A developer may have moved a step closer to financing a proposed natural gas pipeline in central Maine, but its competitor to build the line says it isn’t worried.

Last week, Augusta became the first municipality to approve a tax break for developer Kennebec Valley Gas Co., which is proposing to build a natural gas pipeline from Richmond to Madison.

But what does the Augusta City Council’s unanimous decision mean for the town of Madison, which is competing to build essentially the same pipeline? Not much, according to Madison Economic Development Director Joy Hikel.

“It means that Augusta wants to move forward with gas, which is good for Madison. It means they’re assisting Kennebec Valley Gas Company with their plans to pursue financing. But other than that it doesn’t really affect us,” Hikel said Monday.

Augusta City Manager Bill Bridgeo said the city’s approved tax break agreement with Kennebec Valley Gas would only be fulfilled if that company built the pipeline.

“If for some reason the town of Madison should actually go forward and build a pipeline, and that pre-empts the Kennebec Valley Gas pipeline, that (tax increment financing) agreement would be moot,” Bridgeo said.

Both the private company and the town of Madison are proposing to build the pipeline through 12 communities in Kennebec and Somerset counties. While both are offering to build relatively the same project, each differs on the method of financing.

In addition to private investments and contracts with industrial users, Kennebec Valley Gas’s project hinges on securing tax-increment financing districts, or TIFs, with all 12 of the communities.

When the Augusta City Council approved a TIF Thursday, it agreed to return 80 percent of the pipeline’s property taxes back to the developer for the first 10 years of the project. For years 11 through 15, it agreed that 60 percent would be returned to the developer.

Madison, however, would not require communities to approve TIF agreements. Its pipeline financing hinges on whether Madison voters approve a $72 million bond on Election Day, Tuesday, Nov. 8.

If Madison residents defeat the bond proposal, the town has no pipeline project. If they approve it, town officials say they would then begin arranging natural gas deals with large users and each community along the line.

In addition to providing low-cost energy to the region, the goal of having a revenue-generating pipeline is to substantially lower Madison residents’ taxes, Hikel said.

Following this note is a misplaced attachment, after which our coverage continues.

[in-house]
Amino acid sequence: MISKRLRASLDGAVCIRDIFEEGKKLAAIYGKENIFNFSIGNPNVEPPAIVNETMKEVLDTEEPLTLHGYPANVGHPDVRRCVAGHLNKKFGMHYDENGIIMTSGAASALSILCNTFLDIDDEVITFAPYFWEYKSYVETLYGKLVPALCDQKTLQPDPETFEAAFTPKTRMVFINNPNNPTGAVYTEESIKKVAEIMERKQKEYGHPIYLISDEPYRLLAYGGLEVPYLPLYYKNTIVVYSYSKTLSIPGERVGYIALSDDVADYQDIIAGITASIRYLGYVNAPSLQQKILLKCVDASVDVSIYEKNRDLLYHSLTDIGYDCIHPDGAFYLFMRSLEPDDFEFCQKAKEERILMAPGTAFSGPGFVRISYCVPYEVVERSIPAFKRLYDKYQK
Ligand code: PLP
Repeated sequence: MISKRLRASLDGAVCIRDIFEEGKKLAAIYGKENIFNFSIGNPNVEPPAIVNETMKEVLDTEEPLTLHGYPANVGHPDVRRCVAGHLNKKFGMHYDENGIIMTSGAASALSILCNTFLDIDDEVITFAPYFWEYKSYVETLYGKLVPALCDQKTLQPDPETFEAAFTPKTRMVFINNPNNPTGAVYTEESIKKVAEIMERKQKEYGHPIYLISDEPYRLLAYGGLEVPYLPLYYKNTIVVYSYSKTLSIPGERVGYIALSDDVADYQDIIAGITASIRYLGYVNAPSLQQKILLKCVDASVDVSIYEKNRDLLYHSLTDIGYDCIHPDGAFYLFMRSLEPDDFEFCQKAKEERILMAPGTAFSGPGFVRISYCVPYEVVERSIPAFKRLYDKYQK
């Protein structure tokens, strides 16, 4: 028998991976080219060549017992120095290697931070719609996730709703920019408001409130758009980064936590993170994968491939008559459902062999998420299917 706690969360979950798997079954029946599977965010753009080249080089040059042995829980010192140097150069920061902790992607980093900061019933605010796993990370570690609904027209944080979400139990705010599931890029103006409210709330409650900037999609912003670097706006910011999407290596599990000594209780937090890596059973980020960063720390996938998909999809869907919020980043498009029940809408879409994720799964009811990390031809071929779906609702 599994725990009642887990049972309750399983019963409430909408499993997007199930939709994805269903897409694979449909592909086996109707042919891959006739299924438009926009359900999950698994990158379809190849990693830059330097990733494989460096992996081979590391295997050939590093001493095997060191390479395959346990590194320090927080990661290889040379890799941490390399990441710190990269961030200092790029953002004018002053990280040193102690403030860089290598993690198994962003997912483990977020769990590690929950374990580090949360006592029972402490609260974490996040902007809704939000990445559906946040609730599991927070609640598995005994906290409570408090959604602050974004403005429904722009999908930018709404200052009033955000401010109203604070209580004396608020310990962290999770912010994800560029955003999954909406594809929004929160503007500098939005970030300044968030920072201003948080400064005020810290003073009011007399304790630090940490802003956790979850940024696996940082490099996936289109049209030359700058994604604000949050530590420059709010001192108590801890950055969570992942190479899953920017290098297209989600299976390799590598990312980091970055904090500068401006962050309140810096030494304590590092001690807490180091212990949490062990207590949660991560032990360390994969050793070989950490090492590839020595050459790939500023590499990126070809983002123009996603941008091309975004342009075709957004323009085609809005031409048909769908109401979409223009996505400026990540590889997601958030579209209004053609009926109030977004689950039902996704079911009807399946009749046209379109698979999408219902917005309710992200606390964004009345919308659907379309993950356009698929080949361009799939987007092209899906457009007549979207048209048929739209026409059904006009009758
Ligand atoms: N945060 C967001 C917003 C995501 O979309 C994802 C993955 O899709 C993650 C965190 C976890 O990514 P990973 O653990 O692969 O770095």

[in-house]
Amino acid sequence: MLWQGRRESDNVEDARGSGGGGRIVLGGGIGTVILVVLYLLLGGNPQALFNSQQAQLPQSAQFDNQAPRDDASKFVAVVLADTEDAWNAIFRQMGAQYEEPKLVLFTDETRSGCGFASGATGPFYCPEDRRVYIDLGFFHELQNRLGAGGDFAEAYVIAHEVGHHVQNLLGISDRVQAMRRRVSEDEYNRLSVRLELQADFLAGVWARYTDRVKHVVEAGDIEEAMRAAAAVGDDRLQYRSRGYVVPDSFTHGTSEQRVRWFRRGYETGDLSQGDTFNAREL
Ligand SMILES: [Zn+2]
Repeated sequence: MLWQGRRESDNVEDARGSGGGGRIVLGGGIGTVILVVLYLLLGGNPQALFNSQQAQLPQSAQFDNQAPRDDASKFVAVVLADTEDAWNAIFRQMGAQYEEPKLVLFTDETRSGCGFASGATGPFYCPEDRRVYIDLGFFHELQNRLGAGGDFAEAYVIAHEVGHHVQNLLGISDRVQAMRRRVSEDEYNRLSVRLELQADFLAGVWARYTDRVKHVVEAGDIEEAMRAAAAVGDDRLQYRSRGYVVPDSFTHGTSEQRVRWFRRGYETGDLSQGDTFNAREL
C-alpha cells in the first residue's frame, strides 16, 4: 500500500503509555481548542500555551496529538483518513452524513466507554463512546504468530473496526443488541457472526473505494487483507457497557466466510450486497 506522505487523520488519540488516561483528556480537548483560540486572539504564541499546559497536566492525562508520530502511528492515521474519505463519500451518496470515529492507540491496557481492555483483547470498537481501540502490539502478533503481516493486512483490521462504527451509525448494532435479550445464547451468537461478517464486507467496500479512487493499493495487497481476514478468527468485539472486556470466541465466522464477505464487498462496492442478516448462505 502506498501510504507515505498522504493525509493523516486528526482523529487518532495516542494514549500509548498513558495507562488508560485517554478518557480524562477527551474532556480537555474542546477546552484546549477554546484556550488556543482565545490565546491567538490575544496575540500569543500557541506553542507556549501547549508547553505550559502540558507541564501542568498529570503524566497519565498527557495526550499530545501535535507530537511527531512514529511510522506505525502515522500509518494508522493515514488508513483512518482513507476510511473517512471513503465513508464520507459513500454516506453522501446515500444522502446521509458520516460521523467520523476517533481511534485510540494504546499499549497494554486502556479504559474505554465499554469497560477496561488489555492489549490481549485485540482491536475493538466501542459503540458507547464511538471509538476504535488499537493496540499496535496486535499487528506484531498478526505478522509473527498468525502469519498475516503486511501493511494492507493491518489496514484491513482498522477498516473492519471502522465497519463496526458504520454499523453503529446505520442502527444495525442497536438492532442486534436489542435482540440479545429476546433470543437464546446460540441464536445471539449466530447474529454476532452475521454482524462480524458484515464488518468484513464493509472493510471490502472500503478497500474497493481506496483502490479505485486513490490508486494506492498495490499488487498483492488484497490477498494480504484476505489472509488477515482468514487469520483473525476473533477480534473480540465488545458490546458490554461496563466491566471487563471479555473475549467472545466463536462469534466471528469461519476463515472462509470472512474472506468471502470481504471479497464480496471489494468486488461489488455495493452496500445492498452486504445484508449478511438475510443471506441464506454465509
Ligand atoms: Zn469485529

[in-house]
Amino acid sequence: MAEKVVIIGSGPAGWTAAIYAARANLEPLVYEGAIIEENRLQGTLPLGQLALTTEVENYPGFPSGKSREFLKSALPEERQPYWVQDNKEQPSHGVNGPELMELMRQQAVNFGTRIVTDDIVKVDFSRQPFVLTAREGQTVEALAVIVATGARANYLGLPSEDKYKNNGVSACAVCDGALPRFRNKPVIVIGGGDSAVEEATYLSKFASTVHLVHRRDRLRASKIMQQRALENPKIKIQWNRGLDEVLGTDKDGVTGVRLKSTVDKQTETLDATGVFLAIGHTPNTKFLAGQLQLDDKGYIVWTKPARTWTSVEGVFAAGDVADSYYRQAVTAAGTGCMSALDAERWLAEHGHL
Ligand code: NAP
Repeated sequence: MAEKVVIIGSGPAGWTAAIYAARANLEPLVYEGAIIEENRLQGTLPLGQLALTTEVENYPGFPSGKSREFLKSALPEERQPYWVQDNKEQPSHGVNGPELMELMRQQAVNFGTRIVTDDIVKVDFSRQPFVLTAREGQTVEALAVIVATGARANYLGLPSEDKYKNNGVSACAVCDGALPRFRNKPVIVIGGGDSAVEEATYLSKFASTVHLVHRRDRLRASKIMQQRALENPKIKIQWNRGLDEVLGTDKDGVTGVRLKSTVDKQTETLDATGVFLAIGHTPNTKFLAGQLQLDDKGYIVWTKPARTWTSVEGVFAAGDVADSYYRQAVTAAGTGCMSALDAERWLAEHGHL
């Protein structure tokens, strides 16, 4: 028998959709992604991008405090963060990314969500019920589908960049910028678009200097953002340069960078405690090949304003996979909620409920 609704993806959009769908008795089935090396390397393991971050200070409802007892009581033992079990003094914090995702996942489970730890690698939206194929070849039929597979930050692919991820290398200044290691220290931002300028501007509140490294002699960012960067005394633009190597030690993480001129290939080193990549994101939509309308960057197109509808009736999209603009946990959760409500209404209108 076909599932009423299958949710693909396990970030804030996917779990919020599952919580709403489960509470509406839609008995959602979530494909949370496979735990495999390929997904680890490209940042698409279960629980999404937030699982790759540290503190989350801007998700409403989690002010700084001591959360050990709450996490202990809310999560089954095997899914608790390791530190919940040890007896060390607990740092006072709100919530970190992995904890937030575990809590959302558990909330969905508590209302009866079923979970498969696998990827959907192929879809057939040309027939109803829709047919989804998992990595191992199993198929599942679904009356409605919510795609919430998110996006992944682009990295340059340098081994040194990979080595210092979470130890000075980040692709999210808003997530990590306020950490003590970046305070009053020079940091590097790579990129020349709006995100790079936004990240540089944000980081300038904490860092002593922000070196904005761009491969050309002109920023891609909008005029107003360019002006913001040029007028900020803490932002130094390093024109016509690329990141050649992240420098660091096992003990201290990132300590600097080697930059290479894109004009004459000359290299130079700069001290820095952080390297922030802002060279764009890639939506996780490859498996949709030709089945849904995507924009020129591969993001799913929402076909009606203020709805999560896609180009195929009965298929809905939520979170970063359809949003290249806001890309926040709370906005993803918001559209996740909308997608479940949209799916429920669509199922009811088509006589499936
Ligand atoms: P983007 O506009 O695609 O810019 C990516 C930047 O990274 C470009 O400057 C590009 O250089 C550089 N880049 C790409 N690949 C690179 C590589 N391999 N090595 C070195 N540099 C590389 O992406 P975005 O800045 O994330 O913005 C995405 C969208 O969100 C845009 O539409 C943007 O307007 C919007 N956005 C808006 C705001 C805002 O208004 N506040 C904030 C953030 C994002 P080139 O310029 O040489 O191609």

Bridgeo, Augusta city manager, said the council decided to approve a TIF agreement with Kennebec Valley Gas for one main reason: It wants natural gas in the area, and agreeing to a TIF will make it more likely to come.

“We have not been approached by the town of Madison, have had no discussions with the town of Madison about their proposal. So it’s not like we’re weighing competing opportunities. We’re not. The city council is interested in encouraging the availability of natural gas in Augusta, and that’s really the only reason we’ve proceeded as we have,” Bridgeo said.

Approving the TIF “may set in motion approvals from the other municipalities. To the extent the gas company gets the TIF agreements all the way down the line, then that makes their project much more likely to occur,” he said.

Augusta Development Director Michael Duguay said it doesn’t matter who builds the pipeline as long as someone does. The city is not favoring one project over another in what he said is “one of the biggest stories in economic development regionally that we’ve seen in a long, long time.”

“Honestly, to me, it’s not important necessarily which entity supplies the gas, it’s that we actually have a source of natural gas,” he said.

Competition to provide the gas is a good thing, he said. Having two entities validates the project.

“I think it refines both sides’ due diligence,” Duguay said.

“At the end of the day, I’m feeling really optimistic for central Maine that we’re going to be supplied with natural gas one way or another.”

Waterville City Manager Mike Roy also said the most important thing is that natural gas comes to the area, particularly for big employers like Huhtamaki Packaging, located in both Fairfield and Waterville.

“We’re not supporting any one over the other,” Roy said. “We’re very interested in having an alternative to oil. Natural gas certainly presents that, and we don’t care who brings it.”

Overall, Hikel said it’s a good sign for Madison that Augusta supports a TIF, even though the agreement is with a competitor. “It shows us that they really want gas, which is a great thing,” she said.

Madison will hold a public hearing on the proposal at 6:30 p.m., Thursday, at Madison Area Junior High School.

Erin Rhoda — 612-2368

[email protected]

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